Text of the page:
The crew also shoveled down cold meals to have time to sleep during their shifts, rowed in wet clothes so they could preserve their dry or damp clothes for being inside the cabin, and slept nearly on top of one another in the cramped cabin space.
The first major issue they encountered was that their desalination water pump didn’t have enough power to push the salt through as the colder water became denser with salt. The team was forced to use a hand pump instead, and — to get enough water for six men — a member of the crew had to pump water instead of row.
On the second leg of the journey, into the Arctic Ocean, the boat got caught up in the Arctic Ocean current where the water temperature fell to around 2 degrees Celsius. With that colder water came massive ice flows and icebergs around which the crew was forced to navigate.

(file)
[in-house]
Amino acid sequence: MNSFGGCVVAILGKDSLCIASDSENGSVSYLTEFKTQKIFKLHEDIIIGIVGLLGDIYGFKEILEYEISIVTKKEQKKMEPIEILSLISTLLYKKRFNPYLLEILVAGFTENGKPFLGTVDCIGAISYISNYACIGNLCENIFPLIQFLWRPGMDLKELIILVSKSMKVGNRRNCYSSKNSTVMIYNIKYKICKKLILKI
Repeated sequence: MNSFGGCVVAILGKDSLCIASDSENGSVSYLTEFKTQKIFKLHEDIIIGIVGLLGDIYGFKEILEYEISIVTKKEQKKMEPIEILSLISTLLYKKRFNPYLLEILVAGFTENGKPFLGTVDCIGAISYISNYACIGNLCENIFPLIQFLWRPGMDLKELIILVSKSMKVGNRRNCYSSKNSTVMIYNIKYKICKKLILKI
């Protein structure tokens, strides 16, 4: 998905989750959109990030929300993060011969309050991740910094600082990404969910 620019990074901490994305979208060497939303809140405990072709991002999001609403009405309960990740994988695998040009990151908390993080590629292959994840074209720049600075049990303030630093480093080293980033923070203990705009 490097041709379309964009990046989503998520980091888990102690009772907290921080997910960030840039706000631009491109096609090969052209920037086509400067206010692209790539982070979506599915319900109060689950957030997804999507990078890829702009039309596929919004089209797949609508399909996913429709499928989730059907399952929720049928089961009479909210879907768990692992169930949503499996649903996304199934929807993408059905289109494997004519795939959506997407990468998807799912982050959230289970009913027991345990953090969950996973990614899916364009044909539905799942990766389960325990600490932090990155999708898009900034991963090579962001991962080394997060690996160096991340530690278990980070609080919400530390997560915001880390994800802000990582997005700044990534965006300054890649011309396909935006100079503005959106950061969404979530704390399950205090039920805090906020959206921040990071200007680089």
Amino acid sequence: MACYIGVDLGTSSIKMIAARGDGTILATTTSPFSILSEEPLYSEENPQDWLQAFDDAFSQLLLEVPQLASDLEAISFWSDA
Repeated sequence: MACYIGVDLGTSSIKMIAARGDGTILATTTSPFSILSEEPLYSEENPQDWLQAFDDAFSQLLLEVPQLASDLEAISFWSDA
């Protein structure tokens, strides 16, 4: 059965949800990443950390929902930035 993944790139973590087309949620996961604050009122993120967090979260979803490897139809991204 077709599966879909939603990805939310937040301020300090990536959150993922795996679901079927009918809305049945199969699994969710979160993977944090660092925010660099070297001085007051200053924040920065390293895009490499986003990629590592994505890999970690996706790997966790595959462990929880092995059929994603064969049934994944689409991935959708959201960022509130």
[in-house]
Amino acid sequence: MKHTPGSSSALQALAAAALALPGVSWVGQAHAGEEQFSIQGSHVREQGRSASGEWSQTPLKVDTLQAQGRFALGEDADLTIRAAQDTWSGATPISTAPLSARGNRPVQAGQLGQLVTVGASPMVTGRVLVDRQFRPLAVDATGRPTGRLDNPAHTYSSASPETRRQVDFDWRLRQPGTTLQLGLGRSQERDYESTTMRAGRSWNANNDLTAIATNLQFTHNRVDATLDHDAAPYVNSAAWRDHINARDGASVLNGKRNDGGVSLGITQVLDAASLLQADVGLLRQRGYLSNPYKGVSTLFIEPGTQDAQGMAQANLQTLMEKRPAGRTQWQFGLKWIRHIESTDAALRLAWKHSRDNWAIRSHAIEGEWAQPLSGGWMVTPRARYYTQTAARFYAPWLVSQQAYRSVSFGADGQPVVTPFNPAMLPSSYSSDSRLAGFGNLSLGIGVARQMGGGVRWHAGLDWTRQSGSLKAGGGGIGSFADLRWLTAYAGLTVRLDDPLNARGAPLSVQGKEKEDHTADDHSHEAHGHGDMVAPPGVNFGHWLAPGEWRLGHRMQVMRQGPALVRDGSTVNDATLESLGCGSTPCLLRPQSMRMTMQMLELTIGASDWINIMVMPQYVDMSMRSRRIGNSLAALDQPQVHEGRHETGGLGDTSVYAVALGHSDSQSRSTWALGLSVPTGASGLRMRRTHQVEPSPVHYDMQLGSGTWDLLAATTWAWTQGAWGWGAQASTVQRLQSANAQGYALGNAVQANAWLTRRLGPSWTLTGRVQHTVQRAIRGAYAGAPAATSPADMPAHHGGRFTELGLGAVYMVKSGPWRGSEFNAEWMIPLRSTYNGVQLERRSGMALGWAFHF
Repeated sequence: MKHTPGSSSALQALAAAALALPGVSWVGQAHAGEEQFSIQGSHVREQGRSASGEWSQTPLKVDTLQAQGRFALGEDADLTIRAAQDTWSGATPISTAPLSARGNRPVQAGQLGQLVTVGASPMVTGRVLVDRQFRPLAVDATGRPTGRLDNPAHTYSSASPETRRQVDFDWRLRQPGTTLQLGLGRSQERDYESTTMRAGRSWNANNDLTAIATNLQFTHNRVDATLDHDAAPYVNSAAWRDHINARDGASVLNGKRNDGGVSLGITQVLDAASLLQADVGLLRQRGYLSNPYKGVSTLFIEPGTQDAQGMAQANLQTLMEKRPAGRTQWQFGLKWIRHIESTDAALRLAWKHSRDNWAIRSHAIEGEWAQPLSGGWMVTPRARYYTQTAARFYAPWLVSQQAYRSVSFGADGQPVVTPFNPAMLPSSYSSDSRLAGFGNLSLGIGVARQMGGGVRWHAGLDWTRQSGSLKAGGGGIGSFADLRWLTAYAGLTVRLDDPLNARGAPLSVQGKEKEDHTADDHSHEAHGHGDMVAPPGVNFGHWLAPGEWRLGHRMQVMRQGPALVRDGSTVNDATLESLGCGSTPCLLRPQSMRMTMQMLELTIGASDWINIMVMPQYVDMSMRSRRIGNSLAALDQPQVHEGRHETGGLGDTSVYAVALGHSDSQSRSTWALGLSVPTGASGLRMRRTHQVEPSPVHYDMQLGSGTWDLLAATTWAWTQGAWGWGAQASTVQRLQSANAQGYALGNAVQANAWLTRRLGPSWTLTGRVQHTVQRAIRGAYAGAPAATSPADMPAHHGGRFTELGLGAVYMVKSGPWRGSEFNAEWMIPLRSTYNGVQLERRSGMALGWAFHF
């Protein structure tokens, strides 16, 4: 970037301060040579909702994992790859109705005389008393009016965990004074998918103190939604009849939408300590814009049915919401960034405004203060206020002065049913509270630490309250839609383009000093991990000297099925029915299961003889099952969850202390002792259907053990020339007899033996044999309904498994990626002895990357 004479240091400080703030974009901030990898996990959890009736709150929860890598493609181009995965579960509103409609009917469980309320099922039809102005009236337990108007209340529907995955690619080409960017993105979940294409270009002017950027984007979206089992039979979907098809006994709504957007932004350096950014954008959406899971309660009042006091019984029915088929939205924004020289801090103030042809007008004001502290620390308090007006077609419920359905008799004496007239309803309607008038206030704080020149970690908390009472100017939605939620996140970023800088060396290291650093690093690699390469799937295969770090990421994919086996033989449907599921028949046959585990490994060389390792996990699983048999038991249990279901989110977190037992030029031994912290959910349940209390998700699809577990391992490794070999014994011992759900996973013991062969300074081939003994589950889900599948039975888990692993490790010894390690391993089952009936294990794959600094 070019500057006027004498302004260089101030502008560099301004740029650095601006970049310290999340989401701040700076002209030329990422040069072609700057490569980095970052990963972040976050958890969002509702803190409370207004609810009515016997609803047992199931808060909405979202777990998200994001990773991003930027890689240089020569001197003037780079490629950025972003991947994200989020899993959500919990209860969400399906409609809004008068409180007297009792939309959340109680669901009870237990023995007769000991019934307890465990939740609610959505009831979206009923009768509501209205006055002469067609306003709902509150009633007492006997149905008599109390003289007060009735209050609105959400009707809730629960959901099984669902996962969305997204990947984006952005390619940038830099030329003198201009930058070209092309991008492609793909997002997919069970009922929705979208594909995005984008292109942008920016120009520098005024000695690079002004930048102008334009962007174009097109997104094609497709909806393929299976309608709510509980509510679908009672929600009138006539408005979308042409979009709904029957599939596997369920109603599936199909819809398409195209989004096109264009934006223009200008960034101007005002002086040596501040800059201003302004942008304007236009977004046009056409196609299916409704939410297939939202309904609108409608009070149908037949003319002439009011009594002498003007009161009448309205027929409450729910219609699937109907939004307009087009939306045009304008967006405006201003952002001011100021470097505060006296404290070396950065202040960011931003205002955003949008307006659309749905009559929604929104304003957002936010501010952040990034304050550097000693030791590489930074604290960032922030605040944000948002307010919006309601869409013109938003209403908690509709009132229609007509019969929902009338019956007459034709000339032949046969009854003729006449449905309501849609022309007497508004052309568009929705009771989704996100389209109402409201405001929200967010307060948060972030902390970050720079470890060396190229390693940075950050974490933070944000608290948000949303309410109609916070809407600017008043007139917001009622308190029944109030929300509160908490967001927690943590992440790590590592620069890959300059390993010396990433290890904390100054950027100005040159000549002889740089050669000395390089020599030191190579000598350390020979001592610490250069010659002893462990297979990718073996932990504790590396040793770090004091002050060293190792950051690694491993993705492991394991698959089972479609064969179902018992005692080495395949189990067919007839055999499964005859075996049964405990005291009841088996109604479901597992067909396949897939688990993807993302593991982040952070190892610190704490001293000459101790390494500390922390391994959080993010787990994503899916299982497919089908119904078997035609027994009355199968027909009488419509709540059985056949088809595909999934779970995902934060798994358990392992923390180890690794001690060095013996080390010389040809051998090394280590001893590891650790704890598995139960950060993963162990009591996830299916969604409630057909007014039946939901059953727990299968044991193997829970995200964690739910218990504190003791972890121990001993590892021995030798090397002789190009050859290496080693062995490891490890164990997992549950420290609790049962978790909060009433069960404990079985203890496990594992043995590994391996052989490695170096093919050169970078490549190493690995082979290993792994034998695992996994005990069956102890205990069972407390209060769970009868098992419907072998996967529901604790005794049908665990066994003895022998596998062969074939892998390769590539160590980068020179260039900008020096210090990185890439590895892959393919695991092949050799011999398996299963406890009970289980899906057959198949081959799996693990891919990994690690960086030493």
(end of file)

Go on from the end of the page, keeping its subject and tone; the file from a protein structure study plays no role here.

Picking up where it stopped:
“We truly had to stop, get our oars out of the boat and start pushing icebergs out of the way,” Facchino said.
After successfully navigating through the icy waters, the polar row team’s trials still weren’t over. They encountered intense storms that knocked waves up over the boat, soaking the rowers as they went along.
“We were trying to row, but we were constantly wet, so our hands and feet were extremely cold,” Facchino said. “We were all suffering from what’s called nonfreezing cold injuries — not quite frostbite but just cold enough that our nerves started to die.”
During those storms, there was no inkling of sunlight to charge their electronics and, eventually, the team rowed through the ocean with no navigation.
inReach at Sea
Fortunately, Facchino had purchased an inReach satellite communicator for the journey. He had intended to use it mainly as a tracking device so followers could watch the team’s progress via MapShare™, and they would ultimately have a permanent record of their unprecedented row.
When their electronics couldn’t be charged, though, Facchino resorted to using the inReach device for communication and navigation, too.
“Once we had to start conserving our power, I was always using the inReach to send text messages and to update my family,” Facchino said.